Happy 20th Birthday Need For Speed!

Can you believe it? It’s been 20 years. A whole twenty years of racing. A whole twenty years of putting your foot down, roaring past your opponents and blinding speeds. A whole twenty years of beating your arch nemesis in a car so elegant, you will never afford it in real life. A whole twenty years since an entirely new form of racing video game was born. Many other have tried, and failed, to be where Need for Speed is. So today, Electronic Arts and Team NFS celebrate 20 years.

     Need for Speed all started on the PlayStation One all the way back in 1994. As simple and rough as those little polygons were, this was the beginning of a bright  future for a new gaming franchise. At the time, there were dozens of other racers but NFS stood out form the crowd with licensed vehicles, a degree of realism, cinematic qualities, and incredible gameplay. These founding principles only expanded and grew as gaming systems did the same.  NFS found itself on just about every single gaming platform from then on.

The car roster grew.The tracks grew. The game play grew. Harder, faster, more detailed. And, of course, police vehicles and their enforcement tech was built into the game. Polygons became more defined. Realistic attributes were added. Customization and adjustments were made. Need for Speed was unstoppable. For me, I got into the franchise with Need for Speed Hot Pursuit 2 and Need for speed Underground. When those two games hit the market, the power of the Sony PlayStation 2 was harnessed, allowing for unprecedented gameplay and a combination of visuals graphics and audio quality.  For Hot Pursuit, the thrill of negotiating traffic at 100mph with the cops on your tail was a lot of fun while NFS: Underground provided a firmer, believable, yet stylistic approach to urban street racing. The series soon became known for style, intensity, and the element of fighting for the top. Underscoring this was each games incredible music selection.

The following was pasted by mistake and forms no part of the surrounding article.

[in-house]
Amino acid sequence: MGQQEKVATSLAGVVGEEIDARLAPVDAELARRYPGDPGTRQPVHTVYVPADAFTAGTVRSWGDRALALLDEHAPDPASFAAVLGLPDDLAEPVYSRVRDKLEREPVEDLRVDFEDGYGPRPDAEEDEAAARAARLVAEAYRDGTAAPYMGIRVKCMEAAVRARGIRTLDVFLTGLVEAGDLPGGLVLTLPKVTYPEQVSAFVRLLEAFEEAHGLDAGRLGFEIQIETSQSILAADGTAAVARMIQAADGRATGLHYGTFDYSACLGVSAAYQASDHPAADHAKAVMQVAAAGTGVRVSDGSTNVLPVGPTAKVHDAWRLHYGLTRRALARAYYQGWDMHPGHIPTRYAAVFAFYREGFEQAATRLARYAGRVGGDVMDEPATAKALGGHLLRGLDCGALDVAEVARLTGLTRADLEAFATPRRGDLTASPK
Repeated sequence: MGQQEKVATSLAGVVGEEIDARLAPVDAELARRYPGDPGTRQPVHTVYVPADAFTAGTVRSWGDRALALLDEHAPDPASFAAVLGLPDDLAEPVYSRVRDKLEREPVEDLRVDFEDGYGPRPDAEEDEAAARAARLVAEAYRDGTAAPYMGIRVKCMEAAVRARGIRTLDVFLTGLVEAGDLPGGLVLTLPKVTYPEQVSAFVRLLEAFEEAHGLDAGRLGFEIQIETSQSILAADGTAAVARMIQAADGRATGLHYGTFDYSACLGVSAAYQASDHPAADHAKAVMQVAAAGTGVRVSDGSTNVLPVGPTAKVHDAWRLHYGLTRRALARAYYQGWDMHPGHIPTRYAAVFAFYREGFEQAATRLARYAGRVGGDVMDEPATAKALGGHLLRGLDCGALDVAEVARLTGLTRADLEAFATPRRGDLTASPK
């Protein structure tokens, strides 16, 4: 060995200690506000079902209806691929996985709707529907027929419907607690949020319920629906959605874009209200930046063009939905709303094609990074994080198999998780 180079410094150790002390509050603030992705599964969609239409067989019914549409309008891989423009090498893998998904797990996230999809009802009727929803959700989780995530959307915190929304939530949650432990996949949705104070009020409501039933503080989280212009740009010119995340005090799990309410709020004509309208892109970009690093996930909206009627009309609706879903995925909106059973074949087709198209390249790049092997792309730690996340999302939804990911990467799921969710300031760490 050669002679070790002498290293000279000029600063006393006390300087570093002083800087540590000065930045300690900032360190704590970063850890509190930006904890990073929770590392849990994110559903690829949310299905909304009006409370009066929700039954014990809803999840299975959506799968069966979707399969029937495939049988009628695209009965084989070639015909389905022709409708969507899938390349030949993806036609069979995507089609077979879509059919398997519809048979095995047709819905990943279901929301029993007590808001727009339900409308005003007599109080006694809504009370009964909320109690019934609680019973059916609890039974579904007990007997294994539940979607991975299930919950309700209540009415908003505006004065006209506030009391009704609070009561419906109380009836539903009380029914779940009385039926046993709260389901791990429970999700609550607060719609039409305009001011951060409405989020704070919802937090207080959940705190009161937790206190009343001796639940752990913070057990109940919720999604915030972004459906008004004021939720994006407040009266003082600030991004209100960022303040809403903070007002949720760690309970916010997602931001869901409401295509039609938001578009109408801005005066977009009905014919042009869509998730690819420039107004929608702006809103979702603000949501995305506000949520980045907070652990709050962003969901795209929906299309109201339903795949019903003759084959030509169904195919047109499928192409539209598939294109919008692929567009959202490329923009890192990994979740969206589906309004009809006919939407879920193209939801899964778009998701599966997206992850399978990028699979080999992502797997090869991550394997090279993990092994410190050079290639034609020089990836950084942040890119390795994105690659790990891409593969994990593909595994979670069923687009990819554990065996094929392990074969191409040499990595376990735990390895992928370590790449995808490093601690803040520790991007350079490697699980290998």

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For all it’s popularity though, no franchise is perfect. Need for Speed did hit a a few speed bumps with NFS: Pro-Street and NFS: Undercover. Some had doubted the series relevance, especially in the wake of other racing games such as Turn 10’s Forza series for Microsoft. However, in 2009, EA focused its attention with Criterion Games, the founders of the Burnout series, and rebooted the entire franchise with an unbelievable array of visual fidelity, roaring audio variety and car gameplay that simply raises your pulse.  Since 2009, Need for speed has had 5 of these newly designed games including Need for Speed: Shift, Need for Speed Hot Pursuit, Need for Speed Shift 2, Need for Speed: The Run, Need for Speed : Most Wanted, and Need for Speed: Rivals. Some of those accomplishments include the world’s first socially integrated video game, where internal Facebook like system was established to keep the competition on-going around the clock. It was called the “Auto-log” system, which is active and on-going in every NFS game since 2009. Recently,  NFS Rivals merged online multiplayer and single player into one continuous game.


For the first time in the history, the franchise will miss a release this year of 2014. However, this is in preparation for a much larger and more ambitious entry in the franchise, as  the next generation rolls along. To celebrate this occasion, EA has released a special video below. Here’s to another twenty years, Need for Speed.

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Roberto Nieves

Roberto Nieves

" I'm Not a program. I'm a user." Sam Flynn, Tron: Legacy (2010)

To best describe is that ambition and a willing to do something are two of my strongest traits. They've allowed me to go places and do things. Extraordinary things. Maybe not change the world but make someone feel pretty damn good.

I've been playing video games for as long as I can remember. From the days of the Nintendo SNES and the SEGA Genesis to the PlayStation 3 and the Playstation Vita, gaming has been a big part of me. I like them for their art, creativity, gameplay, and most importantly, FUN! Fun is what matters. What's the point in playing a game if it is not fun? Everything else is secondary.

Now I game on Sony's platforms as a member of the PlayStation Nation. I'm a gaming enthusiasts and I respect other games and their platforms (At least when they are not restricting me)

PSN ID: Vectorman88